DPS made a big announcement in April with a new Chief Executive Officer (CEO) coming on board to pave the future for the aged care and disability multimedia company.
And finally, in April, a new national action plan was unveiled aimed to halve the number of young people with disability entering residential aged care within six years.
Minister for Families and Social Services, Paul Fletcher announced Summer Foundation’s Get Building SDA National Conference 2019 in Melbourne.
In May, newly re-elected Prime Minister Scott Morrison released his plans to support people with disability, including ensuring the NDIS is fully-funded, and increased employment target, additional employment support, assistance for rural, remote, culturally and linguistically diverse and ageing communities, reduced red tape and the introduction of an NDIS Participant Service Guarantee.
Also in May, Prime Minister Scott Morrison appointed his new cabinet. The Hon. Stuart Robert was promoted to Minister for Government Services and the National Disability Insurance Scheme (NDIS), while Senator Anne Ruston was elected Minister of Families and Social Services.
In June, Australians living with swallowing difficulties, such as dysphagia, could soon have nutritional support funded under the National Disability Insurance Scheme (NDIS) following a groundbreaking conclusion from the Administrative Appeals Tribunal (AAT).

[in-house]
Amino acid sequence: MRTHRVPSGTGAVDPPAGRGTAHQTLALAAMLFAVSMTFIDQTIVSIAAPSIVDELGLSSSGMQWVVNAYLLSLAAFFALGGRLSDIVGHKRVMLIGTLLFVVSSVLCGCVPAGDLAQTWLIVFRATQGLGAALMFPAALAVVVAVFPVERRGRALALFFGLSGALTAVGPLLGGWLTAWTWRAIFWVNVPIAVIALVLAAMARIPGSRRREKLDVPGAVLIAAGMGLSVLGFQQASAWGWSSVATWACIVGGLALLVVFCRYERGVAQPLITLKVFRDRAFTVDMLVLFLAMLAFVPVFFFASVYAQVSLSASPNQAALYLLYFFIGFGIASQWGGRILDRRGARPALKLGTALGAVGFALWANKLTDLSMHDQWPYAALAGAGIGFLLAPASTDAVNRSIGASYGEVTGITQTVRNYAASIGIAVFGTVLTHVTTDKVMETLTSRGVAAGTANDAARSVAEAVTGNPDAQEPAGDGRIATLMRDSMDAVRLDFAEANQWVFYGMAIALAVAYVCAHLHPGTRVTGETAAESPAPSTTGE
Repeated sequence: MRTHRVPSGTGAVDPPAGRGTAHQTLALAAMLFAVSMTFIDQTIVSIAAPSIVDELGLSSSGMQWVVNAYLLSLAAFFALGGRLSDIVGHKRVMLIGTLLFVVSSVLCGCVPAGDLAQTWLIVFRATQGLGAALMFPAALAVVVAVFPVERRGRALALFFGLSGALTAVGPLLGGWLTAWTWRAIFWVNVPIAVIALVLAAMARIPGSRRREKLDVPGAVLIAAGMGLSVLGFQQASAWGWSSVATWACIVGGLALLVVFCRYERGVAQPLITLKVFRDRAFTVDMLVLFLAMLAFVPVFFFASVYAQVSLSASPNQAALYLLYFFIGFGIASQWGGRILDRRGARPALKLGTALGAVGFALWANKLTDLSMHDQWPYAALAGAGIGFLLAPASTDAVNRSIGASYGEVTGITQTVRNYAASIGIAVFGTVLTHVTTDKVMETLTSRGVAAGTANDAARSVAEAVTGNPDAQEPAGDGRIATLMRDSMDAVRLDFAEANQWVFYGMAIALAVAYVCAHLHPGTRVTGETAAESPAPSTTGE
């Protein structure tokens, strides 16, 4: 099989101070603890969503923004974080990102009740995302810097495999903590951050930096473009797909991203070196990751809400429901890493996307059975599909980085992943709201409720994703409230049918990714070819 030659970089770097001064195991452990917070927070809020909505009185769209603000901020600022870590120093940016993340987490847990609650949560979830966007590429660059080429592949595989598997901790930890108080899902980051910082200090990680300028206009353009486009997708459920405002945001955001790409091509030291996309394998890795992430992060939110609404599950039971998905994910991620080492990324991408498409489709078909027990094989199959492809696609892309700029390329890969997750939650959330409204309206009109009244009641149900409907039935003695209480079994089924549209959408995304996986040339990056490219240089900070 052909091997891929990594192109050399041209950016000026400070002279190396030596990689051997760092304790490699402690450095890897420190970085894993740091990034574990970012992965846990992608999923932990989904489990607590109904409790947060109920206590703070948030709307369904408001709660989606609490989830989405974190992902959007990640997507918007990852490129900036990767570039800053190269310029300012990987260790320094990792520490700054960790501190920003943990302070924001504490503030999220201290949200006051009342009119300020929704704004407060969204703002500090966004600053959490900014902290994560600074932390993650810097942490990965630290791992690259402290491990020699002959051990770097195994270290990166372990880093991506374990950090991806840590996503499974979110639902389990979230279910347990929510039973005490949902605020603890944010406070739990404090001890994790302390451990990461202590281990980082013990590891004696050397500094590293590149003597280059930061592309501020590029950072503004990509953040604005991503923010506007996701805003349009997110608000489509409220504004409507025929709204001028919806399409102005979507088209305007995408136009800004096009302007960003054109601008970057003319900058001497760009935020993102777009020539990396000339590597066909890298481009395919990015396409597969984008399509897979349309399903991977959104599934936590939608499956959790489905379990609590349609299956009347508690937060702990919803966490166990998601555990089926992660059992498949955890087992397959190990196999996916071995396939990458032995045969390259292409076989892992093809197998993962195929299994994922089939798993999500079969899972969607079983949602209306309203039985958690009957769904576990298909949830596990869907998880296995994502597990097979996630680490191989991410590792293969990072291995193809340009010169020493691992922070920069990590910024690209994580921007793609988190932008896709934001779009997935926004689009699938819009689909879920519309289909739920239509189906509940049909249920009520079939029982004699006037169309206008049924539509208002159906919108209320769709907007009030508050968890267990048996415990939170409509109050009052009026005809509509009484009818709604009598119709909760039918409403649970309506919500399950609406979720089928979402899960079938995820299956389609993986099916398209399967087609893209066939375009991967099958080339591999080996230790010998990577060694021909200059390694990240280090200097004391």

The Tribunal made the judgement after a young man with cerebral palsy, and severe dysphagia appealed the NDIS’ decision not to fund his fluid thickeners and nutritional support products as prescribed by an Accredited Practising Dietitian.
In July, a world-first trial tried to understand if maternal melatonin supplement could help improve outcomes for babies at risk of cerebral palsy and other neurodevelopmental disabilities.
The Protect-Me trial, conducted by Monash University, involved expecting mothers, whose babies showed slowed growth in the second trimester, administering high doses of melatonin to test whether the over-the-counter supplement could protect the infants from poor neurological outcomes.
In July, the announcement came that the National Disability Insurance Scheme (NDIS) and health services would work together to support people with disability through the funding of disability-related health supports.
The Council of Australian Governments (COAG) Disability Reform Council held its first formal meeting for the year in the Gold Coast to address several long-standing issues, including the interaction of the NDIS and the health system.